It was also noted upthread that there are boardgames that do this style of game quite well, like Descent, Zombicide, and Shadows of Brimstone. Rather than that being an argument against making this type of TTRPG, I think those are examples to learn from when making this type of TTRPG, especially when it comes to combat rules.
One inspiration that can be taken from them, which I think was also mentioned, is the use of cards. Used correctly, I think cards could be used to both make the items feel more substantial and simplify the loot division process. I think you probably want to use card combinations rather than have each item be a single card, if only to retain that sense of RNG created loot.
To sketch out my ideas for a combat system very stream-of-consciously (bullet-pointed after the fact because it turned into one long-ass rambling paragraph):
- I would start by using zones to simplify range calculations and terrain effects.
- There would be no numbers treadmill - player hit points will go up, but their offensive capabilities will be based around how many enemies they can take out and how powerful effects they can create rather than damage numbers.
- Similarly, enemies will be on a simple scale of something like minion (one hit point), grunt (two hit points), lieutenant (enough hp that it takes one character two turns to take them down, so maybe five?), and boss (enough hp that if the whole party goes all out on them it takes at least three turns to take them down).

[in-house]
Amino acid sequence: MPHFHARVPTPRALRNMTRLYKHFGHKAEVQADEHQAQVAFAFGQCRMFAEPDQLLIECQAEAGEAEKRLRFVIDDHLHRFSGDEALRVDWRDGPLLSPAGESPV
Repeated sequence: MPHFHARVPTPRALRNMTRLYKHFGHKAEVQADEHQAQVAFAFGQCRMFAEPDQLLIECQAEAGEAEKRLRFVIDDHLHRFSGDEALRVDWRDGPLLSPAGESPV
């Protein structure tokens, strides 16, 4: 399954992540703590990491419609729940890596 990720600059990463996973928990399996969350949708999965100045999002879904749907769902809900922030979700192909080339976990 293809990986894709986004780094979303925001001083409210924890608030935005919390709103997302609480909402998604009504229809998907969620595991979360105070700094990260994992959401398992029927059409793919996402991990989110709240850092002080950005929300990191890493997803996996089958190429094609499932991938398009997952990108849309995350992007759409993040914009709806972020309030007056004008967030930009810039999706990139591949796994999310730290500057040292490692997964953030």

- Character classes/playbooks should be clear archetypes with fairly free advancement to enable different builds for replayability, so ability pools rather than trees, with the power coming from synergies between abilities and between abilities and equipment.
- Equipment should be fairly limited, like armor, a couple of weapons, and one or two utility items. (The ability to have more equipment could also be part of increasing in power.)
- Items would be generated through card draws, with one card for the base item, up to maybe two or three for positive abilities, and sometimes a drawback.
- Most characters should be able to use most items, with effectiveness for a particular character being determined more by build and synergies rather than class.
- Players should make at most one die roll during their turn (though that could involve a couple of dice), and no rolls outside their turn.
- Enemies probably shouldn’t roll at all so player characters deploy defenses on their own turn.
- Most characters should probably have some kind of resource management system to keep their turns from being to samey and to add some more texture to the rules. This could be long-term (stretching over multiple combat) and/or short-term (from turn to turn).
- Enemies should generally be fairly predictable to avoid the players doing a lot of second-guessing and trying to figure out what possibilities they need to prepare for.
- A campaign should have a finite, fairly short, length. I think I would aim for three to five sessions, with two or three quick combats per session depending on how much else is going on, and an apetizer followed by a single epic boss battle for the last one. (Or perhaps two boss battles, so you can get some epic loot from the first to use in the second?)
Whew, that got a lot longer than I had thought. Time to go back to bed now.